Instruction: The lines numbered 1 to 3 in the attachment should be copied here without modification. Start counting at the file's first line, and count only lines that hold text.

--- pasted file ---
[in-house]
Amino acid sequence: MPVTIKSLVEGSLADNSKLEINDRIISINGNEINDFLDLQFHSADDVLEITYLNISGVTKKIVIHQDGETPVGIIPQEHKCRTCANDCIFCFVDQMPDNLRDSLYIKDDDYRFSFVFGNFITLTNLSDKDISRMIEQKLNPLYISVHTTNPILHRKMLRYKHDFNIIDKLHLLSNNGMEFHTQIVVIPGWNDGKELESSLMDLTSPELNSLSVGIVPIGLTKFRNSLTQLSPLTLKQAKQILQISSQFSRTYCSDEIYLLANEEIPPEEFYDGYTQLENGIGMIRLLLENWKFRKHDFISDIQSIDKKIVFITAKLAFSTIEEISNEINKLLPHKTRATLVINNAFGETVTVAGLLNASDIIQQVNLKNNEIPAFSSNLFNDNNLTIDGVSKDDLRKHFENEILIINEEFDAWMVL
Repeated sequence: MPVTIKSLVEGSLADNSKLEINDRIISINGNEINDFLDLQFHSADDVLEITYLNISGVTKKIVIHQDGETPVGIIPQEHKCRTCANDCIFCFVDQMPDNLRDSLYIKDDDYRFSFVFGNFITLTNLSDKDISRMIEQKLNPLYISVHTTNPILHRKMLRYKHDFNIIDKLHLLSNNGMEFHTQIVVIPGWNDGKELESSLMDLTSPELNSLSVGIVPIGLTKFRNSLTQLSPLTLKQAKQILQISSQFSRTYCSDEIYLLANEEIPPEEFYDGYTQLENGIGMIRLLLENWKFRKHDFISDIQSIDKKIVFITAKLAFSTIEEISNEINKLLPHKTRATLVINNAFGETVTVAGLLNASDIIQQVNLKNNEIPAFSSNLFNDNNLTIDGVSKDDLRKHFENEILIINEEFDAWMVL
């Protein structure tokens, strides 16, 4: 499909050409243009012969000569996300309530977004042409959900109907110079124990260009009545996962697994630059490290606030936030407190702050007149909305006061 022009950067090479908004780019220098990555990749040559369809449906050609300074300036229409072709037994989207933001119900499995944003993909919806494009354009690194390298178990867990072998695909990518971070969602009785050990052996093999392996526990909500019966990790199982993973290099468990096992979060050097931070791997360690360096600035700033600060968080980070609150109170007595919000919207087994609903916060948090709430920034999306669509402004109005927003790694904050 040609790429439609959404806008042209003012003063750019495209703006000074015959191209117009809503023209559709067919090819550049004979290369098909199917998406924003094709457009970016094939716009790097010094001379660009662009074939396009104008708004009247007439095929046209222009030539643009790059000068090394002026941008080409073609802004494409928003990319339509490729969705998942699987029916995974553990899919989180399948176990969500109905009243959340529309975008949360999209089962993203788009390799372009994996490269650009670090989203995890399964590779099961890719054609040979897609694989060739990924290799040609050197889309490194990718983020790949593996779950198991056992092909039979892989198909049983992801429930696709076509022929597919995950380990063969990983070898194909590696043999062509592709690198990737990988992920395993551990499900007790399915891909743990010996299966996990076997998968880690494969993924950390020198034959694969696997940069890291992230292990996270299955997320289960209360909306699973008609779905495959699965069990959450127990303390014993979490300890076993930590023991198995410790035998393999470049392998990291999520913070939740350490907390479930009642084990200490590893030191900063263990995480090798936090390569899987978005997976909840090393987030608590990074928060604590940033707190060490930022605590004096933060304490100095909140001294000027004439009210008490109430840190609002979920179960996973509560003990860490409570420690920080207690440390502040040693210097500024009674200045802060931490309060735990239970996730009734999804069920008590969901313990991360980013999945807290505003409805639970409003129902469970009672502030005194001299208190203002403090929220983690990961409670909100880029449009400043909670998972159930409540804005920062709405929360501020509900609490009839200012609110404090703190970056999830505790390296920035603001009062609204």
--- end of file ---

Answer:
[in-house]
Amino acid sequence: MPVTIKSLVEGSLADNSKLEINDRIISINGNEINDFLDLQFHSADDVLEITYLNISGVTKKIVIHQDGETPVGIIPQEHKCRTCANDCIFCFVDQMPDNLRDSLYIKDDDYRFSFVFGNFITLTNLSDKDISRMIEQKLNPLYISVHTTNPILHRKMLRYKHDFNIIDKLHLLSNNGMEFHTQIVVIPGWNDGKELESSLMDLTSPELNSLSVGIVPIGLTKFRNSLTQLSPLTLKQAKQILQISSQFSRTYCSDEIYLLANEEIPPEEFYDGYTQLENGIGMIRLLLENWKFRKHDFISDIQSIDKKIVFITAKLAFSTIEEISNEINKLLPHKTRATLVINNAFGETVTVAGLLNASDIIQQVNLKNNEIPAFSSNLFNDNNLTIDGVSKDDLRKHFENEILIINEEFDAWMVL
Repeated sequence: MPVTIKSLVEGSLADNSKLEINDRIISINGNEINDFLDLQFHSADDVLEITYLNISGVTKKIVIHQDGETPVGIIPQEHKCRTCANDCIFCFVDQMPDNLRDSLYIKDDDYRFSFVFGNFITLTNLSDKDISRMIEQKLNPLYISVHTTNPILHRKMLRYKHDFNIIDKLHLLSNNGMEFHTQIVVIPGWNDGKELESSLMDLTSPELNSLSVGIVPIGLTKFRNSLTQLSPLTLKQAKQILQISSQFSRTYCSDEIYLLANEEIPPEEFYDGYTQLENGIGMIRLLLENWKFRKHDFISDIQSIDKKIVFITAKLAFSTIEEISNEINKLLPHKTRATLVINNAFGETVTVAGLLNASDIIQQVNLKNNEIPAFSSNLFNDNNLTIDGVSKDDLRKHFENEILIINEEFDAWMVL